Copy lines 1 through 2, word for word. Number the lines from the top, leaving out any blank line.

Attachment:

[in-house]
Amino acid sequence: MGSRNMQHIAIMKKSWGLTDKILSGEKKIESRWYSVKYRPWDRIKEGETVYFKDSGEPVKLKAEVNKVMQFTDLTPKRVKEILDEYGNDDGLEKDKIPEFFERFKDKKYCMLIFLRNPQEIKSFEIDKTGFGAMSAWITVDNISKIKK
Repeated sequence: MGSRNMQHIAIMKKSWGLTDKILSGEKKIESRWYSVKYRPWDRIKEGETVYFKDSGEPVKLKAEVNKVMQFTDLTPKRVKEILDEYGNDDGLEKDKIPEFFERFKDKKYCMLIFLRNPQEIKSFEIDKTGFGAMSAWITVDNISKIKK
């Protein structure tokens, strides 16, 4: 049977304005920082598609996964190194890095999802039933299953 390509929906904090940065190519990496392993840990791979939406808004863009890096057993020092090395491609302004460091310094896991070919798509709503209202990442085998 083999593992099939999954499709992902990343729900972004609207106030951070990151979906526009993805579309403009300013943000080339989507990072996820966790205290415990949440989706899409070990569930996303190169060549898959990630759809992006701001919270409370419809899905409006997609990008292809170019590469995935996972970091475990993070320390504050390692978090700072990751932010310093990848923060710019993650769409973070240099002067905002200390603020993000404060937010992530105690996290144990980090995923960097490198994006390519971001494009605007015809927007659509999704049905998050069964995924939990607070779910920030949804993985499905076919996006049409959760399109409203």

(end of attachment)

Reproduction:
[in-house]
Amino acid sequence: MGSRNMQHIAIMKKSWGLTDKILSGEKKIESRWYSVKYRPWDRIKEGETVYFKDSGEPVKLKAEVNKVMQFTDLTPKRVKEILDEYGNDDGLEKDKIPEFFERFKDKKYCMLIFLRNPQEIKSFEIDKTGFGAMSAWITVDNISKIKK